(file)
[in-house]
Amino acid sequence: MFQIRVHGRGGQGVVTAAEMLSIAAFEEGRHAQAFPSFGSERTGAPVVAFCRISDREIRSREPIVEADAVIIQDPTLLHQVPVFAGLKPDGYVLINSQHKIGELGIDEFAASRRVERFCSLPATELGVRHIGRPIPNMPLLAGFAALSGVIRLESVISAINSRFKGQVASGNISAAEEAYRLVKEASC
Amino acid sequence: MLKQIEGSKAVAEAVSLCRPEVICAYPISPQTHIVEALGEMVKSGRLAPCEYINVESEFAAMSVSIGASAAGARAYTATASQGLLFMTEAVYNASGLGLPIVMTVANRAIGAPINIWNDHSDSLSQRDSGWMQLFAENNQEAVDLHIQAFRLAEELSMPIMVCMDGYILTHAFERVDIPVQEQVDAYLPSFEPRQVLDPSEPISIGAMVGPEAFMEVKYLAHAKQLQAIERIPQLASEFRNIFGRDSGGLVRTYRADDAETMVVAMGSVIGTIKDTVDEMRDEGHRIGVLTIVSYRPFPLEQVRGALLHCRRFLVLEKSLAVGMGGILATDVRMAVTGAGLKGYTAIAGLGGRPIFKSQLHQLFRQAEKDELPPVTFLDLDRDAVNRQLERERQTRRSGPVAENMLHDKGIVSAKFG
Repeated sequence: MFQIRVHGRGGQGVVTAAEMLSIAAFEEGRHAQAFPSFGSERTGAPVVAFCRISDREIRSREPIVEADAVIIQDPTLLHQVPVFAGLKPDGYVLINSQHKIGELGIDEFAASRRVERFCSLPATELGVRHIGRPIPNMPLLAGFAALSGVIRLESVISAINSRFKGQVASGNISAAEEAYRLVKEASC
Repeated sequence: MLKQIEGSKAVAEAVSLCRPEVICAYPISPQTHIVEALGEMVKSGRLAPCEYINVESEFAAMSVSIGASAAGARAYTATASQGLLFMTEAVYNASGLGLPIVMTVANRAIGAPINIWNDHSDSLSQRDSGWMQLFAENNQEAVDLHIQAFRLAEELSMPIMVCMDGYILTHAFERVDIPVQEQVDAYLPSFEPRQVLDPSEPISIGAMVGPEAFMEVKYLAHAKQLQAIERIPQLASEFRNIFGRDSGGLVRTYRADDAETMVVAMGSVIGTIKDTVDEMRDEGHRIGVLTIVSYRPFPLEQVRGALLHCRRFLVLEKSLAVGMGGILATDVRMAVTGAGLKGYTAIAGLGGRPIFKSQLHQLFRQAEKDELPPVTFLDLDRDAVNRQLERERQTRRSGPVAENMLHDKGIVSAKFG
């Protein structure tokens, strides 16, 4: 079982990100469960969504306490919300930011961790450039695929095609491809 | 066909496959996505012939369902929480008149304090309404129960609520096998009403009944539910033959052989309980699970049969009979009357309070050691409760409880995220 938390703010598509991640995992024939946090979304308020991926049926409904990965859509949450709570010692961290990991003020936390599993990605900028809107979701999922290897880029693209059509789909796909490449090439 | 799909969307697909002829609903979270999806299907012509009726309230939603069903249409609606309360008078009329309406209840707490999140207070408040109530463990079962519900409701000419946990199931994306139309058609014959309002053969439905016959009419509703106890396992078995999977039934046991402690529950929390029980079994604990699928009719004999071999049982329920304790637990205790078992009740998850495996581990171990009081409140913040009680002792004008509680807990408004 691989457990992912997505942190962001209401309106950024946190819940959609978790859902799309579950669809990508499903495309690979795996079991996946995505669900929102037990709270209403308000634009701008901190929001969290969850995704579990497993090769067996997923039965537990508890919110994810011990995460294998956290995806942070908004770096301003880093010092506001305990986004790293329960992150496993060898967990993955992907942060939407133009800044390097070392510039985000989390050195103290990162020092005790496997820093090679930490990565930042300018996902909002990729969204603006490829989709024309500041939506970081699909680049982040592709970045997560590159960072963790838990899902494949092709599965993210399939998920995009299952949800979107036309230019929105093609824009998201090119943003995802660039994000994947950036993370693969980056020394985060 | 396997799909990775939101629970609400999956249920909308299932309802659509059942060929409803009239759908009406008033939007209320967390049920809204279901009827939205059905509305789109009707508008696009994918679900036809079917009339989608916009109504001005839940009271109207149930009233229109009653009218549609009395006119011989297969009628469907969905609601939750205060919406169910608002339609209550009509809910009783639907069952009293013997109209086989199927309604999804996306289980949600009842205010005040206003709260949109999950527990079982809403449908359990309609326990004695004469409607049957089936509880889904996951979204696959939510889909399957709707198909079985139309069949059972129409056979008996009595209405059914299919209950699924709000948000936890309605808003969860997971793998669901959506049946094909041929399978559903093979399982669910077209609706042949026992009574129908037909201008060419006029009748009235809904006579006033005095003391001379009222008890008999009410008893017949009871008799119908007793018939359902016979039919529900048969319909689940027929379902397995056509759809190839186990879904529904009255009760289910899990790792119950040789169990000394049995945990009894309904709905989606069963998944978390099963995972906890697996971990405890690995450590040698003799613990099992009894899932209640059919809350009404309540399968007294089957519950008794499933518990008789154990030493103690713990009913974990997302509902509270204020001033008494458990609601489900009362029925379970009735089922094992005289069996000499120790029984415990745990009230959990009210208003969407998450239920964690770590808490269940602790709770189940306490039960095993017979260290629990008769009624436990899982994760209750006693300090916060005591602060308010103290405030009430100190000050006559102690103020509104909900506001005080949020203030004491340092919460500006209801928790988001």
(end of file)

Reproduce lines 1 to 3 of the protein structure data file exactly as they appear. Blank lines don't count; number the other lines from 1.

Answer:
[in-house]
Amino acid sequence: MFQIRVHGRGGQGVVTAAEMLSIAAFEEGRHAQAFPSFGSERTGAPVVAFCRISDREIRSREPIVEADAVIIQDPTLLHQVPVFAGLKPDGYVLINSQHKIGELGIDEFAASRRVERFCSLPATELGVRHIGRPIPNMPLLAGFAALSGVIRLESVISAINSRFKGQVASGNISAAEEAYRLVKEASC
Amino acid sequence: MLKQIEGSKAVAEAVSLCRPEVICAYPISPQTHIVEALGEMVKSGRLAPCEYINVESEFAAMSVSIGASAAGARAYTATASQGLLFMTEAVYNASGLGLPIVMTVANRAIGAPINIWNDHSDSLSQRDSGWMQLFAENNQEAVDLHIQAFRLAEELSMPIMVCMDGYILTHAFERVDIPVQEQVDAYLPSFEPRQVLDPSEPISIGAMVGPEAFMEVKYLAHAKQLQAIERIPQLASEFRNIFGRDSGGLVRTYRADDAETMVVAMGSVIGTIKDTVDEMRDEGHRIGVLTIVSYRPFPLEQVRGALLHCRRFLVLEKSLAVGMGGILATDVRMAVTGAGLKGYTAIAGLGGRPIFKSQLHQLFRQAEKDELPPVTFLDLDRDAVNRQLERERQTRRSGPVAENMLHDKGIVSAKFG